Keywords: Acquired bilateral nevus of Ota-like macules, gender, men


How to cite this article:
Lee WJ, Lee GY, Won KH, Won CH, Lee MW, Choi JH, Chang SE. Comparison of acquired bilateral nevus of Ota-like macules in men and women. Indian J Dermatol Venereol Leprol 2014;80:313-9

How to cite this URL:
Lee WJ, Lee GY, Won KH, Won CH, Lee MW, Choi JH, Chang SE. Comparison of acquired bilateral nevus of Ota-like macules in men and women. Indian J Dermatol Venereol Leprol [serial online] 2014 [cited 2019 Sep 15];80:313-9. Available from: http://www.ijdvl.com/text.asp?2014/80/4/313/136893

FNx01These authors contributed equally to this work.



  Introduction Top


Acquired bilateral nevus of Ota-like macules, or Hori nevus, was first described by Hori et al., in 1984. [1] This is a common acquired facial dermal melanocytosis in Asians and has distinctive features. It is characterized by multiple speckled, bilateral, blue-gray and brown areas of pigmentation on both cheeks, the sides of the forehead, temples, eyelids, the root of the nose, and the ala nasi. Recent histopathological studies identified differences between the melanocytes of acquired bilateral nevus of Ota-like macules and those of the nevus of Ota. Melanocytes in acquired bilateral nevus of Ota-like macules are bipolar and irregularly shaped and are dispersed throughout the upper dermis, often in a perivascular fashion. [2],[3] In contrast, melanocytes in the nevus of Ota are diffusely distributed throughout the upper and lower dermis. [3] Nevus of Ota melanocytes contain mature, late-stage melanosomes whereas those in acquired bilateral nevus of Ota-like macules contain melanosomes at earlier stages of melanization (stages II, III, and IV). [4],[5]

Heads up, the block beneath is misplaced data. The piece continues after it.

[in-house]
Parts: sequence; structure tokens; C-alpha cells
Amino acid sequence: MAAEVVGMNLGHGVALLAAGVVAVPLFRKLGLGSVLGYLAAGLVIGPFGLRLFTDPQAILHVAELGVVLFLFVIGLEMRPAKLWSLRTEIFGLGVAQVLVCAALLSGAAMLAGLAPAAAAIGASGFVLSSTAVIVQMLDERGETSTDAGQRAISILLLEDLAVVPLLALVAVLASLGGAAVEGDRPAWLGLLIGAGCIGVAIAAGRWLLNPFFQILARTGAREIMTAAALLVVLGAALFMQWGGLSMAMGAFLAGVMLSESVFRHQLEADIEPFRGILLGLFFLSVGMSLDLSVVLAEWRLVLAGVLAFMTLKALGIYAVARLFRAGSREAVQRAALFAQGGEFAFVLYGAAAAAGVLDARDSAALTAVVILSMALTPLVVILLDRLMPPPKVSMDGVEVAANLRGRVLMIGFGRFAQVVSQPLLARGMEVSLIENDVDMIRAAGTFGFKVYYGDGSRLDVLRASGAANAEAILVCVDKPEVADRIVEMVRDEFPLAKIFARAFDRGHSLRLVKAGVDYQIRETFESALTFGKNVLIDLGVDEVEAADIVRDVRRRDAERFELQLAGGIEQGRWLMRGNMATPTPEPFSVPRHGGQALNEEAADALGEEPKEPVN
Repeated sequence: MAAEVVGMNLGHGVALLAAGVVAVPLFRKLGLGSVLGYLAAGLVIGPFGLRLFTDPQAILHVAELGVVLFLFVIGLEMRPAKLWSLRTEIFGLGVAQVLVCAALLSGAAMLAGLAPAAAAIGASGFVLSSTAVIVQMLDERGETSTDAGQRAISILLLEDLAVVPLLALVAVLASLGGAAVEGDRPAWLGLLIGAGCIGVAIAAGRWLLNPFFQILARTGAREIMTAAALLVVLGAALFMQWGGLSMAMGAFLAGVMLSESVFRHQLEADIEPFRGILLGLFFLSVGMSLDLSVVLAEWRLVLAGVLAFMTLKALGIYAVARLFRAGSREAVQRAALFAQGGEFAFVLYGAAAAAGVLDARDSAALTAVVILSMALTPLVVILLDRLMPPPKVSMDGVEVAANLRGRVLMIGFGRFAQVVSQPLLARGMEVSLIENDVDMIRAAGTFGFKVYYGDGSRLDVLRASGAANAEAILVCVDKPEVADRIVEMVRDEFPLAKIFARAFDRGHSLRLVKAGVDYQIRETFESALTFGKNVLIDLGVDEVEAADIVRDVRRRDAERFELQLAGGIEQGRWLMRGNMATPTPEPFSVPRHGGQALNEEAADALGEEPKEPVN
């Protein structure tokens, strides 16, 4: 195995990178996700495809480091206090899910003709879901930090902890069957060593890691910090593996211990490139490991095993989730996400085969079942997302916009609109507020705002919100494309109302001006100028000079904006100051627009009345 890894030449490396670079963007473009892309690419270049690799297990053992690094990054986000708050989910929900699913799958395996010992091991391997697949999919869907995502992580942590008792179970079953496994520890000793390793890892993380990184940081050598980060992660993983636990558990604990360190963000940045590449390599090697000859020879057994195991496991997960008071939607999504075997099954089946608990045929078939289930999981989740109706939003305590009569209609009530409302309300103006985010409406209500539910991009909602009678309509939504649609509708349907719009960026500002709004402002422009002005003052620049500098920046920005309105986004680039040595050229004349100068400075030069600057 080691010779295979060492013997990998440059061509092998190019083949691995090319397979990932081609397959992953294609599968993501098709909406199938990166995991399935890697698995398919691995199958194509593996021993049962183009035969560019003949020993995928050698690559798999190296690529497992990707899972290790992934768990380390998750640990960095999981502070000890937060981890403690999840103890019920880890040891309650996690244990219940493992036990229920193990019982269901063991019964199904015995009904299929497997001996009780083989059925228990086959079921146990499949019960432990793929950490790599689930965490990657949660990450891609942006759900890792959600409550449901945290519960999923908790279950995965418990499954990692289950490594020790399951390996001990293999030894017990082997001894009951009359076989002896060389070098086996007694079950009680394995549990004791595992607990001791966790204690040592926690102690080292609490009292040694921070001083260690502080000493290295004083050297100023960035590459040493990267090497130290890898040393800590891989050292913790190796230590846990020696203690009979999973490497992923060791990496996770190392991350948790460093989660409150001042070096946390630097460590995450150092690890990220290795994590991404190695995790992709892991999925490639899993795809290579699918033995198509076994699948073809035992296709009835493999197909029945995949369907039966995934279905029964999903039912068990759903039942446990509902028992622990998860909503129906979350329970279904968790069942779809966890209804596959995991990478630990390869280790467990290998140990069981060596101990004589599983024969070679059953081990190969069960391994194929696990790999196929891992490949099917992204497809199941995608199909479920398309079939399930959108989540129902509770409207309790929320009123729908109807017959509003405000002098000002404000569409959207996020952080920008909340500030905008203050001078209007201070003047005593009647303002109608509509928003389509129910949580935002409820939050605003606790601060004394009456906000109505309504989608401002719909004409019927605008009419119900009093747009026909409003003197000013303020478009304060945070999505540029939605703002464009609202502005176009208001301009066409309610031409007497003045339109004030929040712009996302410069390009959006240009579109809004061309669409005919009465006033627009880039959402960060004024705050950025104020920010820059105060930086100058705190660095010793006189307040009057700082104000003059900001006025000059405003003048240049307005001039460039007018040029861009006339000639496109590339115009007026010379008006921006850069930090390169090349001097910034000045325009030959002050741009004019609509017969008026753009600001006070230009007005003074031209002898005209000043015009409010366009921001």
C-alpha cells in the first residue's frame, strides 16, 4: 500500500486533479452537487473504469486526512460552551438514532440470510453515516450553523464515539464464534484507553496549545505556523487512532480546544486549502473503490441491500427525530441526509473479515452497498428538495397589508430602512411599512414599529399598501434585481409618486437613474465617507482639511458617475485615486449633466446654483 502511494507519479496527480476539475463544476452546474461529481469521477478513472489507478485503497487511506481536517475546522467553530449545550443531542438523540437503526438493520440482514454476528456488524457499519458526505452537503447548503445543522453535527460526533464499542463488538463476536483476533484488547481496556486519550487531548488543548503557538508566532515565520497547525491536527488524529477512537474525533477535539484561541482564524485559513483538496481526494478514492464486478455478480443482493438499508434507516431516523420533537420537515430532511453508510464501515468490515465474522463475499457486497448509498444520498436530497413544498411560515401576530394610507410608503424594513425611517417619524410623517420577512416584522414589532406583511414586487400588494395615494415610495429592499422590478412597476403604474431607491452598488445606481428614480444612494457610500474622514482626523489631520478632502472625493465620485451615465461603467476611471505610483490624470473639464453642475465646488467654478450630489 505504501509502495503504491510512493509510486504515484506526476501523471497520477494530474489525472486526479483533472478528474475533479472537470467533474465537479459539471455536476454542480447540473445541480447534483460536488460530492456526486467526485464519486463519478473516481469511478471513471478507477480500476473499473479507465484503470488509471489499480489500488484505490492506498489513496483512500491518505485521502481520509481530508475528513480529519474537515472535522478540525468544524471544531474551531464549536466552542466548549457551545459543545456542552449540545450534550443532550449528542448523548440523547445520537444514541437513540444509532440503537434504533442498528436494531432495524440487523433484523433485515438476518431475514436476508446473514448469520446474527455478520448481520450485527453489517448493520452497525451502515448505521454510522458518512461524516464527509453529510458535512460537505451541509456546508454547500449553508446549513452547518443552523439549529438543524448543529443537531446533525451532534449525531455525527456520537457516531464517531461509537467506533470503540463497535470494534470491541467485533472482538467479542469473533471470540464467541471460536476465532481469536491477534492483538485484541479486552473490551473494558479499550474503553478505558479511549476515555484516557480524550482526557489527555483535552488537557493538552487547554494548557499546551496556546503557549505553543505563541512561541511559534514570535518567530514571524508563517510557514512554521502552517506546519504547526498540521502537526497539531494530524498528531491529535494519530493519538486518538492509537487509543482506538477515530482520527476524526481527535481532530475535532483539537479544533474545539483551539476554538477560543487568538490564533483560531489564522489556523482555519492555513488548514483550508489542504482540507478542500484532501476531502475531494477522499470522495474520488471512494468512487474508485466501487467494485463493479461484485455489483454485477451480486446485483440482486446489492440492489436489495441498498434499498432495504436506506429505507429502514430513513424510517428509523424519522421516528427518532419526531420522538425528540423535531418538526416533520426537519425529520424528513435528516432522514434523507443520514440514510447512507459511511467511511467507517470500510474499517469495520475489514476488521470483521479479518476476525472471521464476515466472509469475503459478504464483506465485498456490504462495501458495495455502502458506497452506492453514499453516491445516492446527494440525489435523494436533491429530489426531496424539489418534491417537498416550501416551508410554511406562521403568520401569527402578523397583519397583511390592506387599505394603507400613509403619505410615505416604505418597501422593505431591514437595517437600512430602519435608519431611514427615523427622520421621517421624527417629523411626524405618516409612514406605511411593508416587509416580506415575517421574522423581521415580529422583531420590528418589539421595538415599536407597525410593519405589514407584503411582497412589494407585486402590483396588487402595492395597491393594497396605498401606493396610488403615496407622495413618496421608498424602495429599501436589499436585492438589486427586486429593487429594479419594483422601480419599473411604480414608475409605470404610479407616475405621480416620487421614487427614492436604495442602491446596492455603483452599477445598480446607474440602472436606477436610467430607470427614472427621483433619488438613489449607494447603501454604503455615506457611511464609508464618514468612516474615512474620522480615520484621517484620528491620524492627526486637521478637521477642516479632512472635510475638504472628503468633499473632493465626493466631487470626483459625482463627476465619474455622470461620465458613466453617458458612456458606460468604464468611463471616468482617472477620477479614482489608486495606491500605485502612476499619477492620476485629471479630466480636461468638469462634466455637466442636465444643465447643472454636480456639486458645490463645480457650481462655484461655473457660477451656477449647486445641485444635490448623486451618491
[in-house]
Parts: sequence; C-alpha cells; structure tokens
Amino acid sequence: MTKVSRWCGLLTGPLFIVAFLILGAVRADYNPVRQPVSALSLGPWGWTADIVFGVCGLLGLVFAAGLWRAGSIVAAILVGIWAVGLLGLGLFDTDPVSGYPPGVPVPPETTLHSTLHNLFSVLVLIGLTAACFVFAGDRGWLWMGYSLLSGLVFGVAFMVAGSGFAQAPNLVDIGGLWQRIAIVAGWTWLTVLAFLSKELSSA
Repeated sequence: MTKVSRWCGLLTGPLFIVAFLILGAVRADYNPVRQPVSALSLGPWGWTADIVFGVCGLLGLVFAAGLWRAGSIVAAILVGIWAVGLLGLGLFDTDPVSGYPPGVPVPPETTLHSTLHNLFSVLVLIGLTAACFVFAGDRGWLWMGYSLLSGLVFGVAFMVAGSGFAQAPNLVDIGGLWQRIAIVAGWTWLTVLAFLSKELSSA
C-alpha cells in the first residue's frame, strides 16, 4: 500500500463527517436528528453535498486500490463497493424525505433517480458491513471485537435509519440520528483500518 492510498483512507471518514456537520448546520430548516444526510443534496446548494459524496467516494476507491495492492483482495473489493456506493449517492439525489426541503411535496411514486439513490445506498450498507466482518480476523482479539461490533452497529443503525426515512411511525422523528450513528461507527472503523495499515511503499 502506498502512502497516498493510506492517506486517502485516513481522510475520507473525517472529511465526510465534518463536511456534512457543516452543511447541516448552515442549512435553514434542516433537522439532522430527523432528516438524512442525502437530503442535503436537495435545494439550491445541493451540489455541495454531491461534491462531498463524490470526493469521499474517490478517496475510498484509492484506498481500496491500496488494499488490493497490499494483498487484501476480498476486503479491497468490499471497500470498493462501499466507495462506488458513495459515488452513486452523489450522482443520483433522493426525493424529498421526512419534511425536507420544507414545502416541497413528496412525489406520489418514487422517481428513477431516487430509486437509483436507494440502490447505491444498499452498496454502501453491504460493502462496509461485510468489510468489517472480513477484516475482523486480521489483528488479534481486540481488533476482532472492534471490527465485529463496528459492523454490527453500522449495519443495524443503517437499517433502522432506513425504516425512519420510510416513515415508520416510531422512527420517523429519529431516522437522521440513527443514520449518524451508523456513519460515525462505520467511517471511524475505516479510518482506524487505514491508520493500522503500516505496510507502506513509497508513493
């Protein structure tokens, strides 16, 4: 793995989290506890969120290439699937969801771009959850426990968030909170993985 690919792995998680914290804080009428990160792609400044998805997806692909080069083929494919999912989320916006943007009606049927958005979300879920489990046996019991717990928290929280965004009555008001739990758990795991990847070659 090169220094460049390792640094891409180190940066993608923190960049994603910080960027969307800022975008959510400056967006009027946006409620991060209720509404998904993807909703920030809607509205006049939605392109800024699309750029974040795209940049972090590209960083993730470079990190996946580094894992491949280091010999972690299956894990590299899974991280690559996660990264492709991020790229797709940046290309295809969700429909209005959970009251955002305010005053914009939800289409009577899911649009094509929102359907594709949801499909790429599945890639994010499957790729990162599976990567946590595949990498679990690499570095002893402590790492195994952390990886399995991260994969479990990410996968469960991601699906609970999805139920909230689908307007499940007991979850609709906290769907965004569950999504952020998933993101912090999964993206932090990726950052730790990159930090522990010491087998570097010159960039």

A population-based study has found the overall prevalence of acquired bilateral nevus of Ota-like macules to be 2.5% in Chinese people. The authors also noted that this condition was more common in women. [6],[7] More than 90% of the cases in that study were female and the majority of those affected were aged 45-55 years (median- 46 years). [6] The condition was less common in very young (<25 years) and very old (>75 years) women. Few reports have characterized the condition in men.